She took a single 50,000 bill from the 2 million plus I had in my hands and rolled her eyes. I was to find out later that I had approximately two months salary for the average Romanian in my hands at that time. The long line of small, hungry people stared blankly at my act of American stupidity and I blushed as I realized my own comparative wealth. I think of that moment when I ponder why people yearn for America so badly.
*To the grizzled old man on the street selling flowers. He didn’t speak but he held out tiny bundles to us as we passed. I’ll never forget the grateful look in his eyes as I gave him the approximate equivalent of $.50 cents for three little bouquets. He brightened in a way that suggested to me that he’d gotten the better of the deal by far but he’ll never know how priceless was the gift he gave me in that moment.
* To the taxi driver who carted us from one side of Bucharest to the other. He spoke little English and we spoke no Romanian. We wrote the address of our hotel on a slip of paper, he examined it, nodded and we piled in. I compliment him in English on the lovely pine aroma of his cab and he nods hesitantly, obviously comprehending none of what I’m saying. To humor myself, I babble on endlessly. He nods and smiles and tells me several times he doesn’t speak English. This only drives me to talk louder and faster. I play the Ugly American to a T. I am greatly amused.
Eventually we begin to wonder where in Bucharest we are. None of us recognize any of the sites. Turns out the driver wasn’t familiar with the address we’d given him after all. After a quick huddle with another driver, we turn around and go back in the direction we’d come. Forty-five minutes after we set foot in the cab, we’re finally home again. We owe the cab-driver 150,000 leu but give him 200,000 for being such a good sport. He drives away and we finally do the math. 45 minute taxi ride in Bucharest? 8 bucks. Photo with the cabbie? Priceless.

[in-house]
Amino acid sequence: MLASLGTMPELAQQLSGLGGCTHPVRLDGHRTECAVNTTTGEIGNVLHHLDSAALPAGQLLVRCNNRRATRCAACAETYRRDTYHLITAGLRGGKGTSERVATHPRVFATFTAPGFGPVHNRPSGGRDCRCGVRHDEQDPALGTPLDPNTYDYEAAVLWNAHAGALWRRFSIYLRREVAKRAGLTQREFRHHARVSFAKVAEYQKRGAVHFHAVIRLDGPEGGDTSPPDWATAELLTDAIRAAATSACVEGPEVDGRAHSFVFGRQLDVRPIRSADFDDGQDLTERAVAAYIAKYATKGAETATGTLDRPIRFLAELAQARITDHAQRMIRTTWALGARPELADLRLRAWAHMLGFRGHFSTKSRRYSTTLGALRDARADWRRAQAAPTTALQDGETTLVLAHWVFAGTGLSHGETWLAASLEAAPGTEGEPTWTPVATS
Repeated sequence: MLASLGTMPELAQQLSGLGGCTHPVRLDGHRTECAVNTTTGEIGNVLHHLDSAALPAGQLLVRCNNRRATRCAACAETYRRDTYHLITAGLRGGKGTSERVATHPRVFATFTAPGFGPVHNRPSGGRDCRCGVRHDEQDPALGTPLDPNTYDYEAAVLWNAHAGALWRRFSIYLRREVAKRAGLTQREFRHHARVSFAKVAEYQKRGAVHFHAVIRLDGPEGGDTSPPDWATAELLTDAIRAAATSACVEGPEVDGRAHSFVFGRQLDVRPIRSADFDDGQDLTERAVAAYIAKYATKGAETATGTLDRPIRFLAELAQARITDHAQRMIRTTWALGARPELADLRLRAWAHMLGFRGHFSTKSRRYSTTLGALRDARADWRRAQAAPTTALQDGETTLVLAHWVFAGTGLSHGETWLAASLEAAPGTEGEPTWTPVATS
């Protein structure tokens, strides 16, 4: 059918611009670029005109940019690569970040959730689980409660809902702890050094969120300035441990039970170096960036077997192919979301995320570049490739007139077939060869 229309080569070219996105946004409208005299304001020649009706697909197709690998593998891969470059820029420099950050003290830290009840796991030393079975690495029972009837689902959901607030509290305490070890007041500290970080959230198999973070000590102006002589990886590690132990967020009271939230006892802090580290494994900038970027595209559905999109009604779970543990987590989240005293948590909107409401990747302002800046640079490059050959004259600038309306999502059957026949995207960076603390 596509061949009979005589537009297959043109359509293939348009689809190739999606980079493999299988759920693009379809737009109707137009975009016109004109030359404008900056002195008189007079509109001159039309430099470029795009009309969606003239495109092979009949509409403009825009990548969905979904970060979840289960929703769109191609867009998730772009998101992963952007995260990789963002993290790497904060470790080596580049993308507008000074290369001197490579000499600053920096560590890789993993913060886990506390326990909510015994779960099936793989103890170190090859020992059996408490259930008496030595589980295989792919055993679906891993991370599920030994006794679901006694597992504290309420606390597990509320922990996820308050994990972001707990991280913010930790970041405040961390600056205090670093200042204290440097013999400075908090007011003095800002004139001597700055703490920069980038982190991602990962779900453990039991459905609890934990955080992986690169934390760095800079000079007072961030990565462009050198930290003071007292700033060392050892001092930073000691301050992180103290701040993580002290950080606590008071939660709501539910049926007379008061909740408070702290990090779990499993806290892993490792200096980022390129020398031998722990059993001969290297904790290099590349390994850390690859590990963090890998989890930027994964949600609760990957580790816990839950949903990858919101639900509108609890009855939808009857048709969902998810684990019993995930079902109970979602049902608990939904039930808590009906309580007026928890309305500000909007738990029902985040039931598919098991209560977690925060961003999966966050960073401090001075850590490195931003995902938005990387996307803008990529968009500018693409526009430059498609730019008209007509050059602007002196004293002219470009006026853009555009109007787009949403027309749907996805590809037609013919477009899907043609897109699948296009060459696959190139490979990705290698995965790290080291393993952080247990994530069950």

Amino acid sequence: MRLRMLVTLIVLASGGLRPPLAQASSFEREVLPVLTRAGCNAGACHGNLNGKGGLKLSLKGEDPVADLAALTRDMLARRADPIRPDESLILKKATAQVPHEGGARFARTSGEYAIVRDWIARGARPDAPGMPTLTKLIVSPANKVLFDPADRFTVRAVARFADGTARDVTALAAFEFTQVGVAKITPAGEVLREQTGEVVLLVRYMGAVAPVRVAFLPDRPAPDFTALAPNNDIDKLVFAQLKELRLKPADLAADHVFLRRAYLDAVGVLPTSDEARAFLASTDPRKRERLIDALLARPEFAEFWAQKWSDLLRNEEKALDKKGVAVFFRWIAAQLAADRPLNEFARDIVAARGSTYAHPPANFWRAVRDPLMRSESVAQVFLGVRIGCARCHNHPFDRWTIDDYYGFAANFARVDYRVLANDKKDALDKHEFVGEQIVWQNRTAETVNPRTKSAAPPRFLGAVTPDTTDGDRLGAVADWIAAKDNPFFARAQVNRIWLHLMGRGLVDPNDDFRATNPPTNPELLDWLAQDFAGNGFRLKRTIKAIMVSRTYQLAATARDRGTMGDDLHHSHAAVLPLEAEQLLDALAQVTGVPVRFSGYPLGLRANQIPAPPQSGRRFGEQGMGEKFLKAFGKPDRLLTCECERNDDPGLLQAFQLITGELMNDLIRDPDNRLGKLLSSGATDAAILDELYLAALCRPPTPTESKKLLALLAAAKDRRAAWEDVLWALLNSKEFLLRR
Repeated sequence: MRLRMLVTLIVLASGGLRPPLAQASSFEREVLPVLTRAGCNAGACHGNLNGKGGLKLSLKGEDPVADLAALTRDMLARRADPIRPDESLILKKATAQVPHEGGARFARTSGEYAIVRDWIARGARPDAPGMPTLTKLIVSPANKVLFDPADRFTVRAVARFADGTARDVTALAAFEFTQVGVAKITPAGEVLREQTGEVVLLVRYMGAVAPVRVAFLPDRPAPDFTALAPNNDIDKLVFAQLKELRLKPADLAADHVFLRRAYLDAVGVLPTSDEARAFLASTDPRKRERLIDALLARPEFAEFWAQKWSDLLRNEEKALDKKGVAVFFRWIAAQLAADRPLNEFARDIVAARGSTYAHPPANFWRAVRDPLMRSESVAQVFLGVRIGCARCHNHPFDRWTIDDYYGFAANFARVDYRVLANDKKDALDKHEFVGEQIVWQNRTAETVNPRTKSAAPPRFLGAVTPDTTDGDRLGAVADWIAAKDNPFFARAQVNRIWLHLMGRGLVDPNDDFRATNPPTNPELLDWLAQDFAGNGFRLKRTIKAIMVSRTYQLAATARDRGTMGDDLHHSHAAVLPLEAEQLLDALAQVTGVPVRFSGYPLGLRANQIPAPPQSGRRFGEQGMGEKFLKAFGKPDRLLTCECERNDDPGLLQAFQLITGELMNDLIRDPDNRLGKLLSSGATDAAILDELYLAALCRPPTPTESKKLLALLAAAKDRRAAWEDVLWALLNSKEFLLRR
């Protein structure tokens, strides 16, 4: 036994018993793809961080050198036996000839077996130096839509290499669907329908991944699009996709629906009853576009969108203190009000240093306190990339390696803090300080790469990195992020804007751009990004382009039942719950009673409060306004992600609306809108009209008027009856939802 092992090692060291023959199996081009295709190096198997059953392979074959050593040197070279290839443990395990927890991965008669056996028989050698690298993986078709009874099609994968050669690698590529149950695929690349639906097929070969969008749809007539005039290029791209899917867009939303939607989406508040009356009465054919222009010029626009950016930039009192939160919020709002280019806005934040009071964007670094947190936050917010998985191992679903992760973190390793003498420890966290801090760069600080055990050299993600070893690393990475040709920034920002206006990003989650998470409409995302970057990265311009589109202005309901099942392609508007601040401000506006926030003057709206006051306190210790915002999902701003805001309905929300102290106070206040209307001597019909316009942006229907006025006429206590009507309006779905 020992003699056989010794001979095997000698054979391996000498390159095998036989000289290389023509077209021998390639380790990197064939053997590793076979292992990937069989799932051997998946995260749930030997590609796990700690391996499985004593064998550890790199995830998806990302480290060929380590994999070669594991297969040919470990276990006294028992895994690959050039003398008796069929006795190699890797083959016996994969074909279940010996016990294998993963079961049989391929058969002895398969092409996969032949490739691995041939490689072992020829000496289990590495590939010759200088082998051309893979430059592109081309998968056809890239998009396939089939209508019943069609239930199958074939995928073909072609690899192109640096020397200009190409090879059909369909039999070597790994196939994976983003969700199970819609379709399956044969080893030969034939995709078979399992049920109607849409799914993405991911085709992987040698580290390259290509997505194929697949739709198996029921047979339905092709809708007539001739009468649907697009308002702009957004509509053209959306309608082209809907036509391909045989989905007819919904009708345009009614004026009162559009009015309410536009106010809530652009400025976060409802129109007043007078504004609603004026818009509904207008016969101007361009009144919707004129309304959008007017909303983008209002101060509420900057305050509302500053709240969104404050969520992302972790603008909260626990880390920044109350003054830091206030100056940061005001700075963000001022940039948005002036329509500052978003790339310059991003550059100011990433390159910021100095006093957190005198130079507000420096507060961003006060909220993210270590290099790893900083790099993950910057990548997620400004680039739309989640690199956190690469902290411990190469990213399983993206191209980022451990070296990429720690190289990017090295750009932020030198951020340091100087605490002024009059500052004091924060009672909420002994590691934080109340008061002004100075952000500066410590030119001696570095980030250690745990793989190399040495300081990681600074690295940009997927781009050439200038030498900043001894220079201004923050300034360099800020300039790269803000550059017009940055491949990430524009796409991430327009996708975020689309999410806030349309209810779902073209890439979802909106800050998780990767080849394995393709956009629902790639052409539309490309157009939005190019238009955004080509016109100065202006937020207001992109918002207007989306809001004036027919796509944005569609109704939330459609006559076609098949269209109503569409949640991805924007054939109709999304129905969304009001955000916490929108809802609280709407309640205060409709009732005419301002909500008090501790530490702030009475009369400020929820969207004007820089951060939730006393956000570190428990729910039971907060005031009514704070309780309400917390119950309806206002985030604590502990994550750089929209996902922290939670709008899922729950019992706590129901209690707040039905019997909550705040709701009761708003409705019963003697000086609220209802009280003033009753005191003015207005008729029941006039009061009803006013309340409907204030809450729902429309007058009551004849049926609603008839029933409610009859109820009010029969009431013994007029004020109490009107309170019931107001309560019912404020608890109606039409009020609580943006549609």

* To the staff of “Dracula’s Castle”, in Bran who, even though we arrived at the castle on International Women’s Day, a national holiday in Romania, went out of their way and opened the doors so we could spend forty-five minutes touring the castle before leaving for Hungary.
*To the driver of our bus. For four days he drove a group of loud, obnoxious Americans around the city and across the countryside. He was there to pick us up at the airport, there in the morning when we finished our breakfast and there in the evening to take us to our classes. He drove us through the narrow, crowded streets of Bucharest and handled that bus in ways that excited our admiration. He drove us out of the city and into the Carpathians and drove us home again when we were all hung over and tired. In the end, he drove us to the airport and wept openly when we tipped him every bit of Romanian currency that remained to us. It was probably enough to feed his family for months.
* To the owners of and waiters and waitresses in the Romanian restaurants we visited. They smiled genuine smiles and went out of their way to make sure we had food, wine and liquor aplenty. Their obvious pride in serving Romanian cuisine to us was a sight to warm the heart.
* To the Romanian’s dad who dreams of coming to America so he can bag groceries and collect shopping carts in the parking lot. He couldn’t believe people were paid to do such things.
* To the Romanian’s mom who, the first time she stepped foot in Harris Teeter, stood in the produce section with tears streaming down her cheecks as she took in the plentitude around her. She is also convinced that American’s are fined if their lawns are not perfectly maintained. Lawns in Romania mostly consist of a square of dirt surrounded by a fence.
And, finally, to the Romanian who, full of sincerity and warmth and sometimes righteous indignation, has proven to be an honest, faithful friend for many years now and who proudly celebrated her first 4th of July as an American citizen this past summer. Thanks for the link and thanks for showing me what wonderful people Romanians can be, even if you don’t like them!